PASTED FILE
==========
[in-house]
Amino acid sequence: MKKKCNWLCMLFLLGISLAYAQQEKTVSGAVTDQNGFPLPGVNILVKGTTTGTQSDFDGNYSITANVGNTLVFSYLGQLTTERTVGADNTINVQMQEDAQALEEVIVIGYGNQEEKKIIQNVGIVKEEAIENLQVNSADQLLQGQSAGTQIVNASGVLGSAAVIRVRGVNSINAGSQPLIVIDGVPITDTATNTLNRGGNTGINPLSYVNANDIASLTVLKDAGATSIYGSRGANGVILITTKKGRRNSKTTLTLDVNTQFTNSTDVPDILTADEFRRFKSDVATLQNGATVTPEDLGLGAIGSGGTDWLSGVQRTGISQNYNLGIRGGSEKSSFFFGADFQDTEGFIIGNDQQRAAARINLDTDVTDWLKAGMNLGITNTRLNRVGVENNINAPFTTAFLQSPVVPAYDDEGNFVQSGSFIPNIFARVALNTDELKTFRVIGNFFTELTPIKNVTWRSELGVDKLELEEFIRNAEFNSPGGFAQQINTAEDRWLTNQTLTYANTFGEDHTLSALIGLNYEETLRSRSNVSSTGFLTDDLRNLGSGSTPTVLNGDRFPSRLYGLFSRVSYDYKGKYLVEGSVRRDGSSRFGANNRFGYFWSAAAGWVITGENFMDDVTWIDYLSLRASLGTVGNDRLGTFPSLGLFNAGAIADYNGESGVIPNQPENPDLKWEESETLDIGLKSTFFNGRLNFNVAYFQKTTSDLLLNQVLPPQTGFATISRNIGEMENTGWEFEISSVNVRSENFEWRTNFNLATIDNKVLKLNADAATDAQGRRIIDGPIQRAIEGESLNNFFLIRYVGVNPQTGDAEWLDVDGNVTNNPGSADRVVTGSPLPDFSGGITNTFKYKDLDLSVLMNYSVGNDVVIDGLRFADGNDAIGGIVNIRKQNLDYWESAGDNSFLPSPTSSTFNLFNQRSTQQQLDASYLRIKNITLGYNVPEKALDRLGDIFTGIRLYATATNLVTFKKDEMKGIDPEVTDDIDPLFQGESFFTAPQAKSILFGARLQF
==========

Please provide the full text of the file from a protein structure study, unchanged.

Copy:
[in-house]
Amino acid sequence: MKKKCNWLCMLFLLGISLAYAQQEKTVSGAVTDQNGFPLPGVNILVKGTTTGTQSDFDGNYSITANVGNTLVFSYLGQLTTERTVGADNTINVQMQEDAQALEEVIVIGYGNQEEKKIIQNVGIVKEEAIENLQVNSADQLLQGQSAGTQIVNASGVLGSAAVIRVRGVNSINAGSQPLIVIDGVPITDTATNTLNRGGNTGINPLSYVNANDIASLTVLKDAGATSIYGSRGANGVILITTKKGRRNSKTTLTLDVNTQFTNSTDVPDILTADEFRRFKSDVATLQNGATVTPEDLGLGAIGSGGTDWLSGVQRTGISQNYNLGIRGGSEKSSFFFGADFQDTEGFIIGNDQQRAAARINLDTDVTDWLKAGMNLGITNTRLNRVGVENNINAPFTTAFLQSPVVPAYDDEGNFVQSGSFIPNIFARVALNTDELKTFRVIGNFFTELTPIKNVTWRSELGVDKLELEEFIRNAEFNSPGGFAQQINTAEDRWLTNQTLTYANTFGEDHTLSALIGLNYEETLRSRSNVSSTGFLTDDLRNLGSGSTPTVLNGDRFPSRLYGLFSRVSYDYKGKYLVEGSVRRDGSSRFGANNRFGYFWSAAAGWVITGENFMDDVTWIDYLSLRASLGTVGNDRLGTFPSLGLFNAGAIADYNGESGVIPNQPENPDLKWEESETLDIGLKSTFFNGRLNFNVAYFQKTTSDLLLNQVLPPQTGFATISRNIGEMENTGWEFEISSVNVRSENFEWRTNFNLATIDNKVLKLNADAATDAQGRRIIDGPIQRAIEGESLNNFFLIRYVGVNPQTGDAEWLDVDGNVTNNPGSADRVVTGSPLPDFSGGITNTFKYKDLDLSVLMNYSVGNDVVIDGLRFADGNDAIGGIVNIRKQNLDYWESAGDNSFLPSPTSSTFNLFNQRSTQQQLDASYLRIKNITLGYNVPEKALDRLGDIFTGIRLYATATNLVTFKKDEMKGIDPEVTDDIDPLFQGESFFTAPQAKSILFGARLQF